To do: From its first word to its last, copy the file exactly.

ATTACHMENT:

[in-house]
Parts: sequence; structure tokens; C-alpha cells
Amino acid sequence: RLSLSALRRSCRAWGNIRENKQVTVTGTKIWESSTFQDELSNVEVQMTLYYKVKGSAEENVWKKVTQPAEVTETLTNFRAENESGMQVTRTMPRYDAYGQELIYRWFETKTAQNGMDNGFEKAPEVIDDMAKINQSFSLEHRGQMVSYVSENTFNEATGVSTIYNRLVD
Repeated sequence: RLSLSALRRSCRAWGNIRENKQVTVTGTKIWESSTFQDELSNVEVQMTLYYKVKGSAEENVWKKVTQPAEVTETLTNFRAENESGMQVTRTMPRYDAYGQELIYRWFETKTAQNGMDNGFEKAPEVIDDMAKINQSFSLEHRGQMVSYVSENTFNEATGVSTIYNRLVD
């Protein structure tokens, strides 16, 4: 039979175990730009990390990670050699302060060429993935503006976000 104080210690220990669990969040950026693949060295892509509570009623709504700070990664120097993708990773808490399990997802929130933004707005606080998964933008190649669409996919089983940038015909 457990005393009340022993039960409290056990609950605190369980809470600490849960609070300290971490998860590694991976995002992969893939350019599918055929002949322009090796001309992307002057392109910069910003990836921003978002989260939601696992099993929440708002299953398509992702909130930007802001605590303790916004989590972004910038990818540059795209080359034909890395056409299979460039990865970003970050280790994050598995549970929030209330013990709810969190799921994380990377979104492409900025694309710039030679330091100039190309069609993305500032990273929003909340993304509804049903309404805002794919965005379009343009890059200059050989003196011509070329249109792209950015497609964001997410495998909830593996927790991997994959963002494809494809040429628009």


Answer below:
[in-house]
Parts: sequence; structure tokens; C-alpha cells
Amino acid sequence: RLSLSALRRSCRAWGNIRENKQVTVTGTKIWESSTFQDELSNVEVQMTLYYKVKGSAEENVWKKVTQPAEVTETLTNFRAENESGMQVTRTMPRYDAYGQELIYRWFETKTAQNGMDNGFEKAPEVIDDMAKINQSFSLEHRGQMVSYVSENTFNEATGVSTIYNRLVD
Repeated sequence: RLSLSALRRSCRAWGNIRENKQVTVTGTKIWESSTFQDELSNVEVQMTLYYKVKGSAEENVWKKVTQPAEVTETLTNFRAENESGMQVTRTMPRYDAYGQELIYRWFETKTAQNGMDNGFEKAPEVIDDMAKINQSFSLEHRGQMVSYVSENTFNEATGVSTIYNRLVD
């Protein structure tokens, strides 16, 4: 039979175990730009990390990670050699302060060429993935503006976000 104080210690220990669990969040950026693949060295892509509570009623709504700070990664120097993708990773808490399990997802929130933004707005606080998964933008190649669409996919089983940038015909 457990005393009340022993039960409290056990609950605190369980809470600490849960609070300290971490998860590694991976995002992969893939350019599918055929002949322009090796001309992307002057392109910069910003990836921003978002989260939601696992099993929440708002299953398509992702909130930007802001605590303790916004989590972004910038990818540059795209080359034909890395056409299979460039990865970003970050280790994050598995549970929030209330013990709810969190799921994380990377979104492409900025694309710039030679330091100039190309069609993305500032990273929003909340993304509804049903309404805002794919965005379009343009890059200059050989003196011509070329249109792209950015497609964001997410495998909830593996927790991997994959963002494809494809040429628009």